> When I have a customer who wants a tyre, just standard size mate, I have
> great fun telling them there at least seven 26" tyre sizes and that 27"
> is actually larger then 28"


28" is what I'd consider roadster size, and what the vast majority of
the bikes in the world use. It's 635mm. 27" bikes are 630mm. However
I'm aware that Swedes and fellow European have been calling 622mm
"28" for years, which is unfortunate.
 
S

still me

Guest
On Thu, 02 Aug 2007 22:41:11 -0000, landotter <[email protected]>
wrote:

>28" is what I'd consider roadster size, and what the vast majority of
>the bikes in the world use. It's 635mm. 27" bikes are 630mm. However
>I'm aware that Swedes and fellow European have been calling 622mm
>"28" for years, which is unfortunate.


Not to be confused with 29".
 
L

landotter

Guest
On Aug 2, 6:39 pm, still me <[email protected]> wrote:
> On Thu, 02 Aug 2007 22:41:11 -0000, landotter <[email protected]>
> wrote:
>
> >28" is what I'd consider roadster size, and what the vast majority of
> >the bikes in the world use. It's 635mm. 27" bikes are 630mm. However
> >I'm aware that Swedes and fellow European have been calling 622mm
> >"28" for years, which is unfortunate.

>
> Not to be confused with 29".


Damn thee!

I hate that term. I bet it was coined by marketers, as "Nine'er"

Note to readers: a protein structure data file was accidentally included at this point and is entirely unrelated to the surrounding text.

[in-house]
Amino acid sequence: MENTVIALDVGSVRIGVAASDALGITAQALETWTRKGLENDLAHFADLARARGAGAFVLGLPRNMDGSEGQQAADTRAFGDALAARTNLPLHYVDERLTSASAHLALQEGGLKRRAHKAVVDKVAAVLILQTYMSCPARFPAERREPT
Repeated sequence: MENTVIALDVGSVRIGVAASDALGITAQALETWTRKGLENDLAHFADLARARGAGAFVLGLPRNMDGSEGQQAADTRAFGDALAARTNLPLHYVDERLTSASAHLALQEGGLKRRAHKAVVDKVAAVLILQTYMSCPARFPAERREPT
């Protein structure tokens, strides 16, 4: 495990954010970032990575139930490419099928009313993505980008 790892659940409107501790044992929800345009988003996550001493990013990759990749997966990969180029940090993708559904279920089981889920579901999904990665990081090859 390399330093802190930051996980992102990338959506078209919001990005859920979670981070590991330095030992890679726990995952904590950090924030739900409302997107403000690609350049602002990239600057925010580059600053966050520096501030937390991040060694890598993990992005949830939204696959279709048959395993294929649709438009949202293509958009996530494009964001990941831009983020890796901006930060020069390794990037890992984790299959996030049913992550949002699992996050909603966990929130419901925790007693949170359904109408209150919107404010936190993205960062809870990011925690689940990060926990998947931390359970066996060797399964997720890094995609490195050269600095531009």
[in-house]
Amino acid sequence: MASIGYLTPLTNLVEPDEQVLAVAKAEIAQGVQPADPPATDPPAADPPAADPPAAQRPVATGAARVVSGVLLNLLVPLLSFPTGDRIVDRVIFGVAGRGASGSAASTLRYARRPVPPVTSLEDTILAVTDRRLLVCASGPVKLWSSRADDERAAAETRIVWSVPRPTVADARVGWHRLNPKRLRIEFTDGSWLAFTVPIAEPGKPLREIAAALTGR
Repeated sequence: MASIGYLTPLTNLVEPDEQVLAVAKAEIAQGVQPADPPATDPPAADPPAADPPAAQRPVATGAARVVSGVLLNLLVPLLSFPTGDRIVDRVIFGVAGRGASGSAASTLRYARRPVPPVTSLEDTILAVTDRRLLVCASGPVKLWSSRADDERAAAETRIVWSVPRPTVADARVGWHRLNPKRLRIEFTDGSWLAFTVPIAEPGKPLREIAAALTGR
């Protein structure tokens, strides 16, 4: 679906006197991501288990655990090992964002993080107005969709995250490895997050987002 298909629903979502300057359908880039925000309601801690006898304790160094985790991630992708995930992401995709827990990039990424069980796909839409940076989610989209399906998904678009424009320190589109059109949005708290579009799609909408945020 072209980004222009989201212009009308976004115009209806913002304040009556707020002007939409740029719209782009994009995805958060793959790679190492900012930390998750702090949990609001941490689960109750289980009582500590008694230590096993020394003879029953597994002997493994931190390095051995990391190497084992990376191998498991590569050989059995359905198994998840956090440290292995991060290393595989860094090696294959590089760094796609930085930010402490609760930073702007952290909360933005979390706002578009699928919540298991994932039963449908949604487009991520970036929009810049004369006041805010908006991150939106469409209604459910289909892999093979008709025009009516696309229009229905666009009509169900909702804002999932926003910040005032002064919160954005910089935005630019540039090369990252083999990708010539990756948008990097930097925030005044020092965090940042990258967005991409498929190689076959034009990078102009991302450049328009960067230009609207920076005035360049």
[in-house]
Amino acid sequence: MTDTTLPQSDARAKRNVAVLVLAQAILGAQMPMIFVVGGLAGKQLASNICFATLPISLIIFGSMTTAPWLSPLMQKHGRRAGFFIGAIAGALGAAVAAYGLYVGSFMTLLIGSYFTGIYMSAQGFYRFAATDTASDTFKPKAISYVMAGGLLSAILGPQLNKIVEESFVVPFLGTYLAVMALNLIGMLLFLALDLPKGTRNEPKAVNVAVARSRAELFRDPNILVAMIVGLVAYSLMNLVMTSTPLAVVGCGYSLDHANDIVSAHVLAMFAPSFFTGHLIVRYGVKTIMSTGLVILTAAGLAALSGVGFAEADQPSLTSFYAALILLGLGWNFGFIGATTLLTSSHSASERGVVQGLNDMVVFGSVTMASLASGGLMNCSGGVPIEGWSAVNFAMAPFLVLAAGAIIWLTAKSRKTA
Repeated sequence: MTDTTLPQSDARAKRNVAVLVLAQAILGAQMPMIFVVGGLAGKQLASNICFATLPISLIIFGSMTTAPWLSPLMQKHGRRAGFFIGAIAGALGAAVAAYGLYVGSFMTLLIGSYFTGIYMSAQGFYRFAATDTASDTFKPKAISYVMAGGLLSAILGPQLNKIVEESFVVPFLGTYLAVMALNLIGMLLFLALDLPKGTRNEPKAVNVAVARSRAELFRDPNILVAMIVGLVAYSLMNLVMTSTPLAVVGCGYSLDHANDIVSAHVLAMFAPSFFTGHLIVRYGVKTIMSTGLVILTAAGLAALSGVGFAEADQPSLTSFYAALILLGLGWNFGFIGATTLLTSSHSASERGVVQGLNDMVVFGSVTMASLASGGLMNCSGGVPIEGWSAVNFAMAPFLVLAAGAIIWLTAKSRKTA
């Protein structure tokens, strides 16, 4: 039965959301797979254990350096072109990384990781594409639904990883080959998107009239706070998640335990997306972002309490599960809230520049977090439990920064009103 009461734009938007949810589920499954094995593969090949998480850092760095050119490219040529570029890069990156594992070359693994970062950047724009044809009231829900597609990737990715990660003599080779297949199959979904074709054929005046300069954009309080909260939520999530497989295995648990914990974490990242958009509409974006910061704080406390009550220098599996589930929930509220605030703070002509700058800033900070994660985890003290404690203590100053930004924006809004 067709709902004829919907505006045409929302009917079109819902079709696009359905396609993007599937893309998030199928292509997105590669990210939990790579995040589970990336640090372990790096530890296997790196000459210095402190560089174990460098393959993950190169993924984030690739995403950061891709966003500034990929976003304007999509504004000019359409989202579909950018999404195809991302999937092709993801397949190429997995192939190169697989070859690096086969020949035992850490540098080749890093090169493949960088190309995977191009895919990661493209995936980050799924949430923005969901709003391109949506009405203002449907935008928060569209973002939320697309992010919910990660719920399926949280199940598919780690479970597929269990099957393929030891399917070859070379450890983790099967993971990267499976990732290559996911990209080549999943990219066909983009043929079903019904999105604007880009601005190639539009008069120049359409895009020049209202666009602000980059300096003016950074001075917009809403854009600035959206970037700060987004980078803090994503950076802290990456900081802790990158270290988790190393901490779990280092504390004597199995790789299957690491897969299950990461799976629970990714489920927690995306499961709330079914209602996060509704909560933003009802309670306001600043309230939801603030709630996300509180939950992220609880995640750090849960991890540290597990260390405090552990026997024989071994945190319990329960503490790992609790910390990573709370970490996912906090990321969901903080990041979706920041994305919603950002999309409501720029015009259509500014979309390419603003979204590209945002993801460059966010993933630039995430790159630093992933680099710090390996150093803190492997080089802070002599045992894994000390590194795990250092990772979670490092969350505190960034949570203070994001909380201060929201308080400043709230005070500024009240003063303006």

sounds less dykey than "Eight'er".
 
T

Tom \Johnny Sunset\ Sherman

Guest
Nate Knutson wrote:
>
> If they are 622, which they probably are, then they wouldn't actually
> be mislabelled per se, because ' 28" ' is also sometimes used as a
> nominal label for 622. http://sheldonbrown.com/tire-sizing.html#fraction
> . Sucks, huh?


I have seen a certain Benelux bicycle manufacturer list the tire size on
their ISO 622-mm wheel bicycles as 28".

If I were Bicycle Emperor, my first act would be to ban all non-ISO
system tire/rim sizing labels.

--
Tom Sherman - Holstein-Friesland Bovinia
The weather is here, wish you were beautiful

--
Posted via a free Usenet account from http://www.teranews.com
 
T

Tom \Johnny Sunset\ Sherman

Guest
Joel Mayes wrote:
> ...
> When I have a customer who wants a tyre, just standard size mate, I have
> great fun telling them there at least seven 26" tyre sizes and that 27"
> is actually larger then 28"


I have the opposite experience. I go into a LBS and say I need both an
ISO 305-mm and an ISO 406-mm tube, and get blank looks from the clerk.

--
Tom Sherman - Holstein-Friesland Bovinia
The weather is here, wish you were beautiful

--
Posted via a free Usenet account from http://www.teranews.com
 
T

Tom \Johnny Sunset\ Sherman

Guest
landotter who? wrote:
> On Aug 2, 6:39 pm, still me <[email protected]> wrote:
>> On Thu, 02 Aug 2007 22:41:11 -0000, landotter <[email protected]>
>> wrote:
>>
>>> 28" is what I'd consider roadster size, and what the vast majority of